Peter E. Kurtze
954, High Street (MD 20), Chestertown, Kent County
Lauretum is a large stuccoed frame house built in 1881 for Chestertown lawyer Harrison W. Vickers. The form and massing of the house are complex, reflecting the eclecticism of the late Victorian period. It comprises a three-story gable-roofed rectangle with clipped gables whose ridge runs east-west, and three-story gambrel-roofed sections extending to the south and west. Various chimney rise from the interior of the building. A two-story service wing extends to the west, and a small one-story gambrel-roofed wing--originally an office--projects to the north. The principal facade faces east, consisting of a central entrance flanked on either side by double windows. The window openings have granite sills, and are headed with shallow segmental arches which are trimmed with applied fretwork. The sash is 20/2 lights in the pattern associated with the Queen Anne style (rows of multiple square panes in the upper sash). The double entrance doors are paneled with applied bolection molding, and are surmounted by a single-pane, segmental-arched transom; the transom bar is decorated with applied fretwork. A Stick-Style porch shelters the entrance, with a jerkinhead roof supported on four square posts; the porch is decorated with fretwork above a row of dentils. The second story of the east facade is four symmetrical bays wide, with three bays under the gable and the fourth bay in the gambrel-roofed section. The third floor has a double window under the clipped gable, and a dormer in the gambrel. The building's prominent overhanging eaves feature exposed decorative rafter ends and stickwork brackets at the corners. The south elevation of the main block is two bays wide, defined on the ground level by tall 16/4 windows with granite sills. These open onto a broad porch which spans the south end, its shed roof supported on exposed members with simple chamfered brackets and some decorative fluting. Two 20/2 sash windows mark the second floor. At the third-floor level, an elaborate oriel contains a triple window, each sash comprising 8/8 vertical lights, with panels above and below. The frame projection is clad in wainscot boards and sawtooth shingles, and is decorated with fretwork, scalloped and drilled molding, and spool molding. The porch continues across the south elevation of the west wing. On the ground floor there are two tall windows in the living room area, and a door giving onto the porch from the family dining room. Four windows with granite sills and 16/2 sash are arrayed across the second story.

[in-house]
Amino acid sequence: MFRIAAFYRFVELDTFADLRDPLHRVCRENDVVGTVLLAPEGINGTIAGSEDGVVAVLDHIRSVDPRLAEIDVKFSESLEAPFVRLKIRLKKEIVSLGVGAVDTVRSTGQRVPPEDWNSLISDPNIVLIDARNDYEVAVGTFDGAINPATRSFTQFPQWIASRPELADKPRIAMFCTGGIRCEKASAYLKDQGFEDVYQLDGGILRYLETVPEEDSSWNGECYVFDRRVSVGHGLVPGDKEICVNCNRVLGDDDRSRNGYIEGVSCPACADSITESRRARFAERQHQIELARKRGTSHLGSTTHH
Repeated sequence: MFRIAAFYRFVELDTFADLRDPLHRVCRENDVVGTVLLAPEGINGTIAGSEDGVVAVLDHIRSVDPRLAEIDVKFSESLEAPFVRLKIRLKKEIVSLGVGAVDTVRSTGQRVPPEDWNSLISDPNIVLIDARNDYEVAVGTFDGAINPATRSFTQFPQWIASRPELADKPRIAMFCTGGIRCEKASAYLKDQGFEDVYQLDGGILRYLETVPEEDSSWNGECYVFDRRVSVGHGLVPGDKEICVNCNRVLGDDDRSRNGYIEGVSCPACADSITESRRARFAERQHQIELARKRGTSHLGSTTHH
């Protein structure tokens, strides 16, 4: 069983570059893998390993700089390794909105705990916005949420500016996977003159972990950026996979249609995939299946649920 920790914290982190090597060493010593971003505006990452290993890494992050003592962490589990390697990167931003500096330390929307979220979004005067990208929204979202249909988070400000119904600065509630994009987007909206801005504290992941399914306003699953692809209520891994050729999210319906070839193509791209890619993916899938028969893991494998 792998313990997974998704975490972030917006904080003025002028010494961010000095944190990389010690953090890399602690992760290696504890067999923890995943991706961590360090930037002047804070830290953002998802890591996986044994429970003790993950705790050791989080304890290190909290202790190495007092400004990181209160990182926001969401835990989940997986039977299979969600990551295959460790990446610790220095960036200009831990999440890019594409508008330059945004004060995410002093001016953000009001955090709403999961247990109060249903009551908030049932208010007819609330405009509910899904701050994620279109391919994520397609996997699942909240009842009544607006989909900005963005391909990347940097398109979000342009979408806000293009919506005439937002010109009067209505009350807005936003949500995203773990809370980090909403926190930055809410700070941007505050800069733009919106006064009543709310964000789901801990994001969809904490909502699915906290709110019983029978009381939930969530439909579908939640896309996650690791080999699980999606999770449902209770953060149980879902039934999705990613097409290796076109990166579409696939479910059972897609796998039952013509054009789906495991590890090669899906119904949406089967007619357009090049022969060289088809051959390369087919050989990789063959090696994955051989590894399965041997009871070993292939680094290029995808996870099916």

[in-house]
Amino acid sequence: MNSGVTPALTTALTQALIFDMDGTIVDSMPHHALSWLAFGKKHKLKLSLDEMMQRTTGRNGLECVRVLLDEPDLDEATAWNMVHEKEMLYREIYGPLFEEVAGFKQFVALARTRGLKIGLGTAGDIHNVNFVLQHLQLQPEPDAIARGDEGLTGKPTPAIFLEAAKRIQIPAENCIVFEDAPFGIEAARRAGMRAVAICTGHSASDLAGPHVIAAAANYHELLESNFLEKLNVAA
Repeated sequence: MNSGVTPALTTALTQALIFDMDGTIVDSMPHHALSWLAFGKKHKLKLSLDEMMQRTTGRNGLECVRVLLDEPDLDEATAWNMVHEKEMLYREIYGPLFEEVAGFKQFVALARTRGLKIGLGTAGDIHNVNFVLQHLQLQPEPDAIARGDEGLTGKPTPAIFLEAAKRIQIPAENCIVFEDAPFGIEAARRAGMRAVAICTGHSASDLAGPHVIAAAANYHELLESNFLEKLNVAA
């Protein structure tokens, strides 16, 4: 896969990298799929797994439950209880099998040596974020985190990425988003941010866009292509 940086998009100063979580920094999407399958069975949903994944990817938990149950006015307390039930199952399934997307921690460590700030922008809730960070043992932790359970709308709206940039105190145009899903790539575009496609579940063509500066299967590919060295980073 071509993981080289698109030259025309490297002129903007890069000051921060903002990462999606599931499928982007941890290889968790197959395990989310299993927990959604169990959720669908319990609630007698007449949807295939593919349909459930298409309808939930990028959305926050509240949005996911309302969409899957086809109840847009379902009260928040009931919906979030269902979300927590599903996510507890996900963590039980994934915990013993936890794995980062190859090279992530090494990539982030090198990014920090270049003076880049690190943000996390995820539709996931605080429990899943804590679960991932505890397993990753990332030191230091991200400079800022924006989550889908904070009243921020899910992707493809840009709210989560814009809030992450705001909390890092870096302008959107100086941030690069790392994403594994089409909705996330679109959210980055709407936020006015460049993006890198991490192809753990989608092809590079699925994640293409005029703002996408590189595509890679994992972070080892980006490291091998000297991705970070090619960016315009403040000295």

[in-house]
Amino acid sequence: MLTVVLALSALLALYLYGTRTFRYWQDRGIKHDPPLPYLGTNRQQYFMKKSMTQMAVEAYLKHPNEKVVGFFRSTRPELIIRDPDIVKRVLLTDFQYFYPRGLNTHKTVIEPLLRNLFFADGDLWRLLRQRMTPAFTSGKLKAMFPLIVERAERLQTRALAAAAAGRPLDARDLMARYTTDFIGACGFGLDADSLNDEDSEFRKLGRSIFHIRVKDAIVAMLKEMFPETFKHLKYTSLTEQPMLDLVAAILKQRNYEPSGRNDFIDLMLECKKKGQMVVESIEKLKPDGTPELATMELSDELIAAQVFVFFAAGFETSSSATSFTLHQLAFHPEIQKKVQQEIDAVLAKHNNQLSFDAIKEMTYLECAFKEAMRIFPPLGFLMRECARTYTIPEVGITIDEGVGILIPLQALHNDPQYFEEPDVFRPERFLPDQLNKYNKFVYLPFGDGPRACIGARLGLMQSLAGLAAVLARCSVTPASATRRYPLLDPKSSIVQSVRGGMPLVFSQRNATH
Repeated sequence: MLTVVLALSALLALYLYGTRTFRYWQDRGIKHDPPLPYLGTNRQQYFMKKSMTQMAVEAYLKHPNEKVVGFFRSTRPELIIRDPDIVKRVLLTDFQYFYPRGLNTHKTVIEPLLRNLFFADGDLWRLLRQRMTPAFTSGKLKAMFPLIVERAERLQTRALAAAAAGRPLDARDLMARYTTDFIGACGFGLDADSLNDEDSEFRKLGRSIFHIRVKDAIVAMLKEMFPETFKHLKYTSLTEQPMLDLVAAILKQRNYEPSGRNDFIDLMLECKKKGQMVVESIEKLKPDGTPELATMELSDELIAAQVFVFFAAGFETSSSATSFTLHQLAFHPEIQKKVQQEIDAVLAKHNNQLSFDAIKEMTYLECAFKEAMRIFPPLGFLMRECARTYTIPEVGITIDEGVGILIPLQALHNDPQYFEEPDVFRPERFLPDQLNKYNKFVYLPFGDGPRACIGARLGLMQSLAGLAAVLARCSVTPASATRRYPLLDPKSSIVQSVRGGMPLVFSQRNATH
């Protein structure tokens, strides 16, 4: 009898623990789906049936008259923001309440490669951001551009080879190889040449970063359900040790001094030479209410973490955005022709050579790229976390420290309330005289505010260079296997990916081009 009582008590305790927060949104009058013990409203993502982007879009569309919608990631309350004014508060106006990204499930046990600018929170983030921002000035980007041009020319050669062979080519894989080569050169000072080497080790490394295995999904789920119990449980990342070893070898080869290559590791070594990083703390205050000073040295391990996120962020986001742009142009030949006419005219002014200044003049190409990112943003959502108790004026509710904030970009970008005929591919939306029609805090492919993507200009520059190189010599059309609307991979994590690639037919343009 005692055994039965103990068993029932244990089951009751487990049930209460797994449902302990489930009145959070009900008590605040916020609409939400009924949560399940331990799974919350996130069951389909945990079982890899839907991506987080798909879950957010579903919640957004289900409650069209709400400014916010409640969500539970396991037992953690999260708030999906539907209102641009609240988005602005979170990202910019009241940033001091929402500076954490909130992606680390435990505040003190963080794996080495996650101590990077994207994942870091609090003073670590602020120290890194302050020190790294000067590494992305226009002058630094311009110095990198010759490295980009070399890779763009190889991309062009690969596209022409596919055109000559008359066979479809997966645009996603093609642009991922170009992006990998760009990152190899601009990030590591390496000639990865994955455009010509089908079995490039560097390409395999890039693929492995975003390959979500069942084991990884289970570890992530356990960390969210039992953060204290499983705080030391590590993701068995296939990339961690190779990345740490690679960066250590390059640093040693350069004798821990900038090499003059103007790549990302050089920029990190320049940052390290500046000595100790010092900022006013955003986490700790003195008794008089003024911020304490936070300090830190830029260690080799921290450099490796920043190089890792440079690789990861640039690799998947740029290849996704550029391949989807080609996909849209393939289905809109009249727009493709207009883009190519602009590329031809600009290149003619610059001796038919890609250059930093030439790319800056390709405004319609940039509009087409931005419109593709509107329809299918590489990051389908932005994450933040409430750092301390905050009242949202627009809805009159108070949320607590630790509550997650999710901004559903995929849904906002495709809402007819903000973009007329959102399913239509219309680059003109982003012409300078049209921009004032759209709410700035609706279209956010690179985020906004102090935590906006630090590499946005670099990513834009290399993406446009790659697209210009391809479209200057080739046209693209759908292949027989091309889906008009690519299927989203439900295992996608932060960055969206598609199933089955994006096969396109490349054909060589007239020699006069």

Lauretum is significant for its architectural character. Designed by Baltimore architect Edmund G. Lind and constructed in 1881, Lauretum combines features of several late 19th century architectural fashions in a highly picturesque composition which represents an outstanding expression of late Victorian eclecticism. The irregular massing, multiple roof forms, clipped gables, and windows comprising numerous small (frequently colored) lights in the upper sash evoke the Queen Anne; the oriel window, exposed rafter ends, and the rectilinear posts and brackets supporting the porches and overhanging eaves relate to the Stick Style; the decorative designs of Charles Eastlake are reflected in the exterior fretwork and interior mantels and stair; and Gothic influence is seen in the towers and in the exceptional decorative treatment of the parlor ceiling. Lind, the architect, was born and trained in England, and became one of Baltimore's most influential practitioners during the period 1856-1883. He was among the founders of the American Institute of Architects, and the first president of its Baltimore chapter. Lauretum is Lind's only work on the upper Eastern Shore, and the only residence of the period in Kent County firmly attributed to an architect. The house retains a high degree of integrity, with the majority of its character-defining features intact on the exterior and interior. Especially noteworthy details include a variety of well-executed plaster ornament and the unusual striped alternating oak and mahogany flooring in the entrance hall; several of the windows retain colored lights in the multi-pane upper sash. The property derives additional significance from its association with Harrison W. Vickers (1845-1911), who was prominent in commercial, legal, and political affairs in Kent County.